On the day shooter Nikolas Cruz was indicted on 17 counts of first-degree murder, DeVos did not bring up the plan to arm some teachers. She responded to a question with “to say I support arming teachers is an oversimplification and a mischaracterization.”
DeVos indicated her support for having “people who are expert in being able to defend and having lots and lots of training in order to do so.”
‘Crystal Ball’ looks at possible Democratic wave in 2018
The talk about a Democratic wave in midterm elections continues. This week some statistical evidence bolstered that notion, while at the same time warning there is still time for Republicans to minimize what should be some losses in November.
Two Florida races were among the 26 nationwide that changed ratings, all favoring Democrats. In updates of congressional race assessments announced Thursday morning, Larry Sabato’s Crystal Ball changed its rating of Murphy’s Florida’s 7th Congressional District from “Leans Democratic” to “Likely Democratic,” and changed Buchanan’s Florida’s 16th Congressional District from “Safe Republican” to “Likely Republican.”
Larry J. Sabato’s Crystal Ball is run out of the University of Virginia’s Center for Politics, assessing federal elections. Their analysis indicates Republicans are facing headwinds, in part because of enhanced Democratic enthusiasm.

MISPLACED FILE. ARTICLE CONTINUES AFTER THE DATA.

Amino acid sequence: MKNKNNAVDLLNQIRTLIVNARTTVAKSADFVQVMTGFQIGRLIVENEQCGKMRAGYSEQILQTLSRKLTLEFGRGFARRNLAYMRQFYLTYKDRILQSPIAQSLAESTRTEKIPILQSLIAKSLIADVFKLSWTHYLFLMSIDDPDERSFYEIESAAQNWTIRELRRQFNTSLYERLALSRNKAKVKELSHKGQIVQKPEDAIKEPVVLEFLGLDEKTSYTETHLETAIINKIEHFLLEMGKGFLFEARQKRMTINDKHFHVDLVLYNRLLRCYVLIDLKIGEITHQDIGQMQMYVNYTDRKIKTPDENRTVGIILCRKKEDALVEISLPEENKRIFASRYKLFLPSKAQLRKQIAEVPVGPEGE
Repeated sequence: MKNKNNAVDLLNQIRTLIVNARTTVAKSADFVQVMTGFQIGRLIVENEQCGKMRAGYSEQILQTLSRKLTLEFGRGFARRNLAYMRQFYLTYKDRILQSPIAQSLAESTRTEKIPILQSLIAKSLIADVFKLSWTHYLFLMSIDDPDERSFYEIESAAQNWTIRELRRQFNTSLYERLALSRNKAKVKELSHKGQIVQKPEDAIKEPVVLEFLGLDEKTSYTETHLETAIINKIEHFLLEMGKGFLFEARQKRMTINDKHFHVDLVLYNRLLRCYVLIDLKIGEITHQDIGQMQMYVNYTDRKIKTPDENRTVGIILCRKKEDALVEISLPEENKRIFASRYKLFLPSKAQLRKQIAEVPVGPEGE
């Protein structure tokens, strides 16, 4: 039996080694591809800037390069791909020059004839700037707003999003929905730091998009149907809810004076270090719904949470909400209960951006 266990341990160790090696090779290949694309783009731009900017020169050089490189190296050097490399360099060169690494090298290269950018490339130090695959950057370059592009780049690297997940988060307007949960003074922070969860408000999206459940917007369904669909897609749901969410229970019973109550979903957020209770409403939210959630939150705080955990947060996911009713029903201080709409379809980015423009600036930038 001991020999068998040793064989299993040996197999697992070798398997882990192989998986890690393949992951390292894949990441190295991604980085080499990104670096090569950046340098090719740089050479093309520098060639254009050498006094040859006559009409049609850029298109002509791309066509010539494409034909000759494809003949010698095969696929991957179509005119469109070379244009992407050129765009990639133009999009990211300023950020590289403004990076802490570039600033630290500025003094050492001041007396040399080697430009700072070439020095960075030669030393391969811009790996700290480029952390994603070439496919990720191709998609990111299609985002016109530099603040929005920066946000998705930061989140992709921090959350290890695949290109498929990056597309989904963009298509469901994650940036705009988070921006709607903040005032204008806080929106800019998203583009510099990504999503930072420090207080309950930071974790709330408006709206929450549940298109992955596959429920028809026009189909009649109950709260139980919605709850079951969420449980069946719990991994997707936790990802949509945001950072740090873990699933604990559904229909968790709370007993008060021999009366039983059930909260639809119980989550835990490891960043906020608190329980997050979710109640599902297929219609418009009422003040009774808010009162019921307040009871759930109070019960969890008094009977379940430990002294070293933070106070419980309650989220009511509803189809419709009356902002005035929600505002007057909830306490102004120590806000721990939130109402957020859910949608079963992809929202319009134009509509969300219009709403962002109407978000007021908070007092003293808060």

“Democrats have been consistently overperforming Hillary Clinton’s 2016 presidential performance in special elections held since Donald Trump’s election,” Kyle Kondik, Sabato’s managing editor, stated in a news release issued Thursday morning. “My colleague Geoffrey Skelley has been tracking these elections, which are mostly for state legislative seats but also include a handful of congressional specials, and he calculates that Democrats have been running on average 13 points ahead of Clinton’s 2016 margin in the nearly 90 races held so far featuring a Democrat and a Republican.
“That speaks to the overall political environment, which clearly favors Democrats right now,” Kondik added.
At the same time, Sabato and Crystal Ball caution Democrats about becoming overconfident. The need to win 24 seats currently held by Republicans to gain control of the House, but that is no slam dunk.
Despite all these changes, Crystal Ball still thinks the odds of a House flip are only about 50-50, although they say those odds are probably generous to Republicans at this point. They write “we’re also cognizant of the fact that there’s still a long way to go.”
Over the past few months, some other races changed ratings, mostly in favor of Democrats. The seat held by retiring Republican Ileana Ros-Lehtinen now “Leans Democratic,” Republican Brian Mast of the 18th District (a new target of liberal donor Tom Steyer) is now in a race that is “Likely Republican” while fellow Republican Curbelo’s re-election is rated “Toss-Up.”